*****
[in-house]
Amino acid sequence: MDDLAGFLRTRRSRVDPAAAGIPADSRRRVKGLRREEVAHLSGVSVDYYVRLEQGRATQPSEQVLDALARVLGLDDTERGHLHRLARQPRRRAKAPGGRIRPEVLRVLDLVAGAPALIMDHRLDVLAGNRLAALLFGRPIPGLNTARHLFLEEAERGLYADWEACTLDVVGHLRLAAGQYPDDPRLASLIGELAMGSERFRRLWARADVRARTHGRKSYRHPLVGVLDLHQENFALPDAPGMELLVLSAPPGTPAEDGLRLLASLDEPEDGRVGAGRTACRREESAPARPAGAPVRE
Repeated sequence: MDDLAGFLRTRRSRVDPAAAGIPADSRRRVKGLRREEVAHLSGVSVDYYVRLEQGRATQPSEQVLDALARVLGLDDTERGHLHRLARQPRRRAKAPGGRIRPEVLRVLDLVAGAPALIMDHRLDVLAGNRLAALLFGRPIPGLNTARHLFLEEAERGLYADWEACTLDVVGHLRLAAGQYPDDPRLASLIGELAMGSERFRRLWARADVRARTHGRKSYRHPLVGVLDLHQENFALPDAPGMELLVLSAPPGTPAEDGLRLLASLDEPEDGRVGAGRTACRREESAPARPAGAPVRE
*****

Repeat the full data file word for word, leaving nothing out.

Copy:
[in-house]
Amino acid sequence: MDDLAGFLRTRRSRVDPAAAGIPADSRRRVKGLRREEVAHLSGVSVDYYVRLEQGRATQPSEQVLDALARVLGLDDTERGHLHRLARQPRRRAKAPGGRIRPEVLRVLDLVAGAPALIMDHRLDVLAGNRLAALLFGRPIPGLNTARHLFLEEAERGLYADWEACTLDVVGHLRLAAGQYPDDPRLASLIGELAMGSERFRRLWARADVRARTHGRKSYRHPLVGVLDLHQENFALPDAPGMELLVLSAPPGTPAEDGLRLLASLDEPEDGRVGAGRTACRREESAPARPAGAPVRE
Repeated sequence: MDDLAGFLRTRRSRVDPAAAGIPADSRRRVKGLRREEVAHLSGVSVDYYVRLEQGRATQPSEQVLDALARVLGLDDTERGHLHRLARQPRRRAKAPGGRIRPEVLRVLDLVAGAPALIMDHRLDVLAGNRLAALLFGRPIPGLNTARHLFLEEAERGLYADWEACTLDVVGHLRLAAGQYPDDPRLASLIGELAMGSERFRRLWARADVRARTHGRKSYRHPLVGVLDLHQENFALPDAPGMELLVLSAPPGTPAEDGLRLLASLDEPEDGRVGAGRTACRREESAPARPAGAPVRE